Getting to Know Your Culligan Lenox Dealer
Paul Duma, general manager of Culligan of Lenox, knows his community. Having lived “essentially 40 seconds up the road” from his store for the past 15 years and volunteered with the Lenox Fire Department for 14 years, Duma is a wealth of local knowledge in an area that has a high share of seasonal residents. “You name a street in town; I know where it is,” he says. When it comes to water, that local savvy—built through a decade and a half of experience working first as a service technician and an installer and now as a manager—makes Paul a resource for residents who may find themselves, for example, in a home that relies on well water for the first time. We spoke Paul about what he loves most about his job and how he and his team are helping Lenox-area customers address their top water concerns.
What are the leading water quality issues in Lenox?
Primarily it’s hard water and iron, and a decent amount of low pH. The county (Berkshire County) is predominantly wells, and with wells, you see a lot of bacteria in the water, so we do a good amount of UV water treatment, too.
As far as hard water, the level is usually in the mid-20s grains per gallon. (*Note: The not-for-profit Water Quality Association defines hard water as containing 7.0–10.5 grains of dissolved calcium and magnesium per gallon; “very hard water” contains more than 10.5 grains per gallon.) When we try to explain hard water to people, that it refers to calcium and magnesium in the water, they’ll think, “Well, that’s not anything bad.” But then they see their coffee pot, and it’s got that white mess to it, and I tell them, “You should get none of that,” and that really catches their attention. They think, “Oh, I shouldn’t get this? I can fix this?” And I tell them, “You can fix this; you can not have to scrub this off your glasses or your shower doors.”
You mentioned that the area you serve is primarily well water. What do people need to know about untreated well water if they haven’t dealt with it before?
A lot of people have this misinformed idea, “Well, I have well water; well water’s OK.” It seems to be this idea that, “It comes from the ground; it must be OK.” But usually it’s the exact opposite. Usually well water is the problem water. I’ve learned for most of my adult life that most of the time, well water is not OK.
There are a lot of second homes in the area—the population of Lenox can almost triple in the summer—and wells are a foreign experience to them. They’re used to living in New York City or somewhere else, and they don’t know what they’re looking at in terms of a pressure tank or anything. They may get the gist of, well, a well has a limited supply of water, but they call us to come out and explain a water softener, a UV treatment, a filter.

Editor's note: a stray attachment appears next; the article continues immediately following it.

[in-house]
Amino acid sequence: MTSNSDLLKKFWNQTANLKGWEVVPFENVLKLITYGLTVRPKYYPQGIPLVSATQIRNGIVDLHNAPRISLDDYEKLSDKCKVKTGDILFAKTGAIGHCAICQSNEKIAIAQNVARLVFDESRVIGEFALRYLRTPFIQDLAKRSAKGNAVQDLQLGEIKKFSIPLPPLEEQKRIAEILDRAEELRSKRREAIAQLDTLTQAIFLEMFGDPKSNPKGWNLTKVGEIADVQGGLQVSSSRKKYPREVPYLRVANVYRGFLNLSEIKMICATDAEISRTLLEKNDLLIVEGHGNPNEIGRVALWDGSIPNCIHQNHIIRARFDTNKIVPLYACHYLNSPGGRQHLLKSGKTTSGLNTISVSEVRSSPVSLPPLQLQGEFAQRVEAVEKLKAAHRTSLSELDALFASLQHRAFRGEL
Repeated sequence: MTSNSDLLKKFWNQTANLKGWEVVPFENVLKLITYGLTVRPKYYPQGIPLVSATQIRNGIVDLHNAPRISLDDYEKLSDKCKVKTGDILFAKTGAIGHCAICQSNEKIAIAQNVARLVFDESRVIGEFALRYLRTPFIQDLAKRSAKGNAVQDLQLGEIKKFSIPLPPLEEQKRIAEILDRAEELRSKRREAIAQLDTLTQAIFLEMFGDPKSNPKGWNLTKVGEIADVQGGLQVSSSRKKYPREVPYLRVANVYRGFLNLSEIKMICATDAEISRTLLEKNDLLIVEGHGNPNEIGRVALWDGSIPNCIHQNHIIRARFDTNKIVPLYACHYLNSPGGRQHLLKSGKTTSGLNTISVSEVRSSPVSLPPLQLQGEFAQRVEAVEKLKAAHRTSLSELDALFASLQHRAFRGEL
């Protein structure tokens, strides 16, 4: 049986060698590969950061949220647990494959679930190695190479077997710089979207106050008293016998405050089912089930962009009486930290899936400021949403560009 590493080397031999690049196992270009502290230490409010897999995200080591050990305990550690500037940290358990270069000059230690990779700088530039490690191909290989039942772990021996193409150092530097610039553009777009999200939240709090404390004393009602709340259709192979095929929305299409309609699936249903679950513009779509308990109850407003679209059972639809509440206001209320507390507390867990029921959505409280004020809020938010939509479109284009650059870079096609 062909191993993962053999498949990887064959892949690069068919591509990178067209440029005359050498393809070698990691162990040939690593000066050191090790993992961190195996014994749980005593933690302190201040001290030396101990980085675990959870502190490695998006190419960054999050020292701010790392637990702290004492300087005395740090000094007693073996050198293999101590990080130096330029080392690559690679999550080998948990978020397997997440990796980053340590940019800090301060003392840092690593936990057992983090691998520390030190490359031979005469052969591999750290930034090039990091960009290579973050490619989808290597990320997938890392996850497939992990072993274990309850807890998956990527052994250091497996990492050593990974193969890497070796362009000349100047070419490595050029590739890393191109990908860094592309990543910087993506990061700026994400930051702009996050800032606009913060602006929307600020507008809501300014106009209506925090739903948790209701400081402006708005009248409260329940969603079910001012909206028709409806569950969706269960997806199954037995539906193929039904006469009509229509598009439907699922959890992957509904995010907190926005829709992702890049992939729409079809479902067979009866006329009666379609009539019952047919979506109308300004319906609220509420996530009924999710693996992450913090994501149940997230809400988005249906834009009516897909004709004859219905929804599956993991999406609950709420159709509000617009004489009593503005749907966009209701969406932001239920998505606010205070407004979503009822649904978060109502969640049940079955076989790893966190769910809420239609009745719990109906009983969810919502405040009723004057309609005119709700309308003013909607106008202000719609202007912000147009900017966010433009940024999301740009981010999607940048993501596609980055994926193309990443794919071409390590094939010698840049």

People’s education is changing somewhat. Now, with more of an emphasis on clean drinking water and it being bacteria-free, more people are interested in what’s in their water.
What kind of feedback do you get from customers?
Our longtime customers who’ve had our tanks forever; they swear by Culligan. We may have installed their original tank back in the ‘60s, and we’ve been delivering tanks to them for years; we’ve always been there when they needed. They know us on a first-name basis.
What gives you pride in your Culligan of Lenox team?
Between me, my service tech and my maintenance installer, we have roughly 72 years of experience across the three of us. Guys who I worked with in the field (as a service technician) are still out there in the field; they’re good guys, still out there doing their job. I have customers who call, and the minute they find out (it’s me), they’re thrilled that I’m still here, because I was in the field for nine years. Our technician Jim has been here 36 years—he knows everything, from commercial to old systems and new ones. Bill, my installer, he’s a licensed plumber (by Massachusetts code, a licensed plumber must be on staff for water treatment businesses), which is a huge bonus. Inspections, permits and all of that—he knows his codes.
What do you still love about working in water? What gives you personal pride in being a Culligan GM?
It’s just something I’ve always liked. This is only the third job I’ve ever had. I started here at 20; I’ve been here 16 years. At first I was a route driver; then I learned service and install; then I started learning as much as I could on the computer systems. At first it just paid the bills, and then as I had the chance to learn and move up, it was something that gave me a chance. I didn’t come in with a degree, but this gave me a chance to learn this and that and move my way up. If nothing else, I’d like to be able to hire people in and do the same with them.
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